The Unintended Hilarity of the Anti-Gay Movement

George Weigel, who is apparently a “Distinguished Senior Fellow of the Ethics and Public Policy Center” has written a terrible article about marriage. His mistakes are pretty revealing, and I’ll write more about them later. For now I just want to point out one hilarious bit.

Weigel’s rehashing the idea that marriage predates government, so no government can dictate what marriage it; it can only recognize it. A government trying do otherwise is a danger to freedom:

And if the state can define marriage by diktat, why not other basic human relationships, like the parent-child relationship, the doctor-patient relationship, the lawyer-client relationship, or the priest-penitent relationship? There is no principled reason why not. Thus gay marriage is another expression of that soft totalitarianism that Benedict XVI aptly calls the “dictatorship of relativism.

Did you catch the funny bit? No, not the “soft totalitarianism.” It’s this:

…the lawyer-client relationship…

Yeah. In George’s universe, lawyers and their clients predate government (and therefore laws?). Thus government cannot define that relationship but can only recognize it, based on those universal and prehistoric customs regulating confidentiality, conflict of interest, and billable hours.

These guys, sometimes they crack me up.

Share:
  • Digg
  • Facebook
  • email
  • Reddit

9 comments to The Unintended Hilarity of the Anti-Gay Movement

  • 1
    Spunky says:

    I believe Weigel intends to say that marriage is a “deep truth” (his words). What I want from him is a clear explantion of exactly what that truth is. Of course it suffices to argue gay marriage can’t be a real marriage if we know that marriage can only be between a man and a woman. But I’m wondering if gay marriages are the only types of marriages allowed by our government that don’t fit the Catholic definition.
     
    Some examples:
     
    1) Consent laws. What was God’s cutoff age for the proper time for a person to marry? If no age exists, then what right does the state have to define marriage by diktat, when we really should be following the word of God?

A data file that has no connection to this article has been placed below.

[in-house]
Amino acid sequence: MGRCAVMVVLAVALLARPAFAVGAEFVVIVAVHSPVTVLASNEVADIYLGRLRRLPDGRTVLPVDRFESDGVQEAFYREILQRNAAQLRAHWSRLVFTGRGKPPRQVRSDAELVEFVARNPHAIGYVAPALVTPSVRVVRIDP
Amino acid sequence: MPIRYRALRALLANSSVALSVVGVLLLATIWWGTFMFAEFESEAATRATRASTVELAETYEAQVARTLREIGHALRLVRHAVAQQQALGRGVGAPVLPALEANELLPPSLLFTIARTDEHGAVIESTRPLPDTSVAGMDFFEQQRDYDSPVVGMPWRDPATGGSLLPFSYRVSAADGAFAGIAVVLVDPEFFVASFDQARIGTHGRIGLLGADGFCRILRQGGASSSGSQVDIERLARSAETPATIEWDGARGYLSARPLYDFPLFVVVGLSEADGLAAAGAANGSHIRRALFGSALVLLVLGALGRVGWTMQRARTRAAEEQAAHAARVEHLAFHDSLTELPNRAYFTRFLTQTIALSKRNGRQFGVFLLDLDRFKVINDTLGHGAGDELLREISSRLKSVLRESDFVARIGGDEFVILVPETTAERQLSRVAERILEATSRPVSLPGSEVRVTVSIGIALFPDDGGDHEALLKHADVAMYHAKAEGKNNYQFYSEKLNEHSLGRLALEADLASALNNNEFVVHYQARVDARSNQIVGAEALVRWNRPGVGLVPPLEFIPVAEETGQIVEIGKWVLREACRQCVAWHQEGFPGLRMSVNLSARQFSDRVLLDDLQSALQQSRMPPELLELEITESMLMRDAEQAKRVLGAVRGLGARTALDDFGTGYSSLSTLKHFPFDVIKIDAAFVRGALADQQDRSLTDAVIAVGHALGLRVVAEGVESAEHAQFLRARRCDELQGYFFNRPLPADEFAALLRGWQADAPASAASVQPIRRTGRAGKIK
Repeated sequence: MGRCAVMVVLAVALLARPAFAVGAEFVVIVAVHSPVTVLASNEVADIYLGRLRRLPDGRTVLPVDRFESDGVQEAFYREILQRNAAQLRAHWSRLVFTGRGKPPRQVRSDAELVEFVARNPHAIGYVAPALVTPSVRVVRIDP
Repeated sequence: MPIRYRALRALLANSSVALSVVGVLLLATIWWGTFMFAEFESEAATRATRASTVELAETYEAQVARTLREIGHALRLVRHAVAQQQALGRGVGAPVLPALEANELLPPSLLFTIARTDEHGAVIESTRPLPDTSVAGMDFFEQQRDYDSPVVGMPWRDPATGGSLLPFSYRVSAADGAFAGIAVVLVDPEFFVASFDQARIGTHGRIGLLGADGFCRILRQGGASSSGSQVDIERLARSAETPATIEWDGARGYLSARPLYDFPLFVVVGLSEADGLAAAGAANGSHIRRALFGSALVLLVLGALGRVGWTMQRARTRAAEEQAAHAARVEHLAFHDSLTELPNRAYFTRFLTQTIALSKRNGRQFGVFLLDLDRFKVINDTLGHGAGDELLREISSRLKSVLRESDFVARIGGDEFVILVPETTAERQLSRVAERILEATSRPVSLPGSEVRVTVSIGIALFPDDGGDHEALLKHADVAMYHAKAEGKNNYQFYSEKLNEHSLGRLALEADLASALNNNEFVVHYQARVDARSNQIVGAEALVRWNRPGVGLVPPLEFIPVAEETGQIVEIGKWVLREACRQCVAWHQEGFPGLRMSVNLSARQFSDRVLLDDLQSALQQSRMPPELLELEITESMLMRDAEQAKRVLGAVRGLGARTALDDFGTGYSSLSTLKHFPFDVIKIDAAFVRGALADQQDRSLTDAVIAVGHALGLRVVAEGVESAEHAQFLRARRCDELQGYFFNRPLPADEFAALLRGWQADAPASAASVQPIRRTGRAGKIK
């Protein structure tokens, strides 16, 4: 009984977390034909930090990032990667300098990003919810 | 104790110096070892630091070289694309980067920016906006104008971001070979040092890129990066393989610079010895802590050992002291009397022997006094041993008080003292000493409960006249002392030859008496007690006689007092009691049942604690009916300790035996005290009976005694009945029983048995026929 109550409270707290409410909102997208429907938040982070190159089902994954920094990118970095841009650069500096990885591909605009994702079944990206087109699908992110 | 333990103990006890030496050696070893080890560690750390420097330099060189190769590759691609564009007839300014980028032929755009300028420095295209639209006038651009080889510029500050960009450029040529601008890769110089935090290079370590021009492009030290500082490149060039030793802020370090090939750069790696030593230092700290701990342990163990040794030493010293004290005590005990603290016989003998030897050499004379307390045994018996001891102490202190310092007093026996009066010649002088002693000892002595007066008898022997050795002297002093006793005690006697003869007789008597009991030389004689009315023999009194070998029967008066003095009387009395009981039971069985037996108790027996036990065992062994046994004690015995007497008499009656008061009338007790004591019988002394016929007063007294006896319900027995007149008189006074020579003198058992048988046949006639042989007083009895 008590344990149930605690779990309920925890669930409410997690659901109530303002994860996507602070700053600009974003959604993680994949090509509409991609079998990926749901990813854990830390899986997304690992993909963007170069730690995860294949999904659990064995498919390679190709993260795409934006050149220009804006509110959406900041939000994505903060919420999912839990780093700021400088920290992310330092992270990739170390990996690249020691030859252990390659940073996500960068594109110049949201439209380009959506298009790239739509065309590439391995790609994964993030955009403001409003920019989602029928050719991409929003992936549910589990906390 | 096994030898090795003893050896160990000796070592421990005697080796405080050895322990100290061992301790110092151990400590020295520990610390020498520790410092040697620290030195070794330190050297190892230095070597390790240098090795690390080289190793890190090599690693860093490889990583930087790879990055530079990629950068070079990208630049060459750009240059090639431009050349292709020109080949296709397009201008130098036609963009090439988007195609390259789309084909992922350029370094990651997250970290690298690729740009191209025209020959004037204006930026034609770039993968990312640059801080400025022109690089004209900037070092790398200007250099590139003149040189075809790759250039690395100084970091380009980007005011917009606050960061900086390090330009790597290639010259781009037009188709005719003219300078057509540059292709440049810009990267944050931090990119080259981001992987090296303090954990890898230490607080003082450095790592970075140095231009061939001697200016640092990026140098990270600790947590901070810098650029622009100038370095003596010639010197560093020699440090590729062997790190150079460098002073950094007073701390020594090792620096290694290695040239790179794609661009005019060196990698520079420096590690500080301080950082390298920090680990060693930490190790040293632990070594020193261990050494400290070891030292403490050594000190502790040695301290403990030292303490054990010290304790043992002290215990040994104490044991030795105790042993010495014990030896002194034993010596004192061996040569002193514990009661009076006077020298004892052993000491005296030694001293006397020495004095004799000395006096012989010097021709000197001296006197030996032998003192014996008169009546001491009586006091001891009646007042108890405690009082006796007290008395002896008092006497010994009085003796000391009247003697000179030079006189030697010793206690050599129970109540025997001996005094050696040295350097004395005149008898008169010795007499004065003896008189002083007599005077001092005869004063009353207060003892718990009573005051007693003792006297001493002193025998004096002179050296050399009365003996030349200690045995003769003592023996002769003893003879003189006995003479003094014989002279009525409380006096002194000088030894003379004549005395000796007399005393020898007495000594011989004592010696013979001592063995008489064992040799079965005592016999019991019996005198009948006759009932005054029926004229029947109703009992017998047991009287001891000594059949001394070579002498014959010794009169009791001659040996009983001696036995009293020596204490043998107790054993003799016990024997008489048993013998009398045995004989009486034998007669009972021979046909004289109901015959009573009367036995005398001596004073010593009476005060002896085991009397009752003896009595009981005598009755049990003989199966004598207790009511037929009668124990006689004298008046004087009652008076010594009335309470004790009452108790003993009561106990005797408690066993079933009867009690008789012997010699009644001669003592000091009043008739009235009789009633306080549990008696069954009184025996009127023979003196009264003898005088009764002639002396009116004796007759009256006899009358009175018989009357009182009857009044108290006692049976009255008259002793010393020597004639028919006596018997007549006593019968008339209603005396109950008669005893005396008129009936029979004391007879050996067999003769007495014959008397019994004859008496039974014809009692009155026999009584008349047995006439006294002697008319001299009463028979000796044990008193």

2) Inter-reilgion marriages. Apparently Catholicism does not recognize a marriage between a Catholic and someone from another religion (I learned this from you, Rob). By allowing these sham marriages, the government has successfully redefined marriage! (Now, I suppose the Catholic Church might admit that these relationships are marriages, just not ones that they recognize. Someone can correct me since I’m not an expert.)
     
    3) Arranged marriages. Bad? Yes. Marriages? Yes.
     
    4) Polygamy.
     
    5) I’m bored. Weigel’s article is a waste of time.

  • 2
    mikenola says:

    i kind of like the the doctor-patient relationship and the priest-penitent relationship? entries for humor.
    Doctor Patient only goes back to 18th century Europe and was never a “law” that prevented testifying in court, or revealing to higher authority (husband?) information they demanded. It merely was to prevent gossip as a policy.The U.S. formalized that legal privilidge somewhere in the 1820’s
    Pentinent Priest is the same thing. The King was always allowed to know what someone confessed to their priest, under danger of torture if need be.
    The Holy See demanded that right from the Church of England and that passed out to the rest of Europe and the America’s.
    All these claims of Gods will really just make me laugh most of the time..
     
     
     
     

  • 3
    Matt Flipago says:

    Laws existed before government in many places. Such areas often have common law, where cases are heard by judges and often take precedent into account, some binding, others not. Some of these judges are part of a government, like the supreme court, but others can be based on a system of judges and cases where parties consent to a judge, and enforcment is based on the consent from the court case, and intersubjective prefrences based on the fairness of such court cases. Civil law requires government, common law does not. Examples can be the Xeer of Somalia, Early British common law prior to the Norman invasion, and many religous law systems.

  • 4

    […] it explicitly: Every American’s kidneys enjoy socialized medicine.• I had not realized that the lawyer-client relationship was ordained by God in the mists of prehistory and that viewing it as a social construct, or as anything over which the state might have […]

  • 5
    Jeffrey Kramer says:

    “Soft totalitarianism” is also good.
    Q. “In what ways is gay marriage like Nazi Germany?”
    A. “Look, John, if you don’t want to get married, you should just say so.”

  • 6
    lawguy says:

    Well Matt I would guess it would depend on how you define government.  

  • 7

    Another hilarious part of his article is that he’s arguing for a separation between government definitions and marriage in order to argue FOR government to decide what is and is not a “marriage.” 
     
     
    If he truly believed that marriage should be defined by the couple involved, their friends & families, and (possibly) their church, then he would be AGAINST people passing secular laws dictating which couples do and do not qualify as “married.”

  • 8
  • 9
    Rilian says:

    But they want the govt to dictate what marriage is….

Leave a Reply

 

 

 

You can use these HTML tags

<a href="" title=""> <abbr title=""> <acronym title=""> <b> <blockquote cite=""> <cite> <code> <del datetime=""> <em> <i> <q cite=""> <strike> <strong>